Bizarre Foods America: Tackle the Bizarre
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Andrew Zimmern discovers why some Pittsburghers refer to catfish as "water pit bulls."
While in Pittsburgh, Andrew Zimmern samples a Braunschweiger, a smoked style of liverwurst, traditionally served on rye with mustard and onions. A holdover from the days when German immigrants first came to Pittsburgh, this sandwich is still popular all over town.
Goat is prepared for a variety of dishes for the dinner menu at Cure Restaurant in Pittsburgh.
Pig blood stew, fresh pig trotters and pork infused with lemongrass combine for a "light" lunch at New Jersey’s Legal Beans Café.
Andrew stands in the processing room of Lamonica Fine Foods in New Jersey. Every day thousands of pounds of fresh conch are steamed and processed through this facility.
Fresh algae grow in glass containers to feed the next generation of great American oysters, at New Jersey's Aquaculture Innovation Center.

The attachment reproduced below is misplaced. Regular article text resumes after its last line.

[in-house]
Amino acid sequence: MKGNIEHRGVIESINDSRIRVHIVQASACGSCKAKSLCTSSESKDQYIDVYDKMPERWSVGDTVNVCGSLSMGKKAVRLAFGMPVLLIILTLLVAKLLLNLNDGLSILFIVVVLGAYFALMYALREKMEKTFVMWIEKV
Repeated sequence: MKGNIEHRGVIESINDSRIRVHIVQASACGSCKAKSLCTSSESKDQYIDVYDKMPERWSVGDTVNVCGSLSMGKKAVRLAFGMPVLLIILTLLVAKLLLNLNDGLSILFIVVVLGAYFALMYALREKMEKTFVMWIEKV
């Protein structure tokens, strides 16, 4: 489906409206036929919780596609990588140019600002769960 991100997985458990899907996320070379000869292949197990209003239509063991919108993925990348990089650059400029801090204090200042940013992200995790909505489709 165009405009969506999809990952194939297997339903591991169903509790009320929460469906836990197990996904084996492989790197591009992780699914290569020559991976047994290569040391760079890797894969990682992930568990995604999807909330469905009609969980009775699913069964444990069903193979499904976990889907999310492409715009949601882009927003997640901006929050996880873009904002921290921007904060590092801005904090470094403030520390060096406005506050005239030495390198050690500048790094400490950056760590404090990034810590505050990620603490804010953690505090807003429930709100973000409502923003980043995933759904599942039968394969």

Eel from Quebec is prepped before steaming in the kitchen at Fishman Lobster Clubhouse.
Andrew sits in awe of the massive lobster and crab “mountain” served up at Fishman Lobster Clubhouse, a Chinese seafood restaurant located in suburban Markham, Ontario.
Chef Jesse Grasso (left) holds up a horse heart at The Black Hoof in Toronto.
In some parts of Virginia, city pigeon is browned in butter and olive oil with salt, pepper, and tarragon, and finished with a reduction of sauteed onions, celery leaf, tarragon, red wine and a touch of honey.
Sam Edwards describes the various hams that Andrew will taste at Edwards & Sons in Surry, VA.
Andrew gets buried in crocker fish while fishing for cownose ray in Virginia's Chesapeake Bay.
Steaks, as fresh as they come, at Certified Angus Beef in Cleveland.
House-made souse from Cleveland-area icon Ray's Sausage.
Farmer Lee Jones and Andrew walk among the leafy greens grown at The Chef's Garden near Cleveland.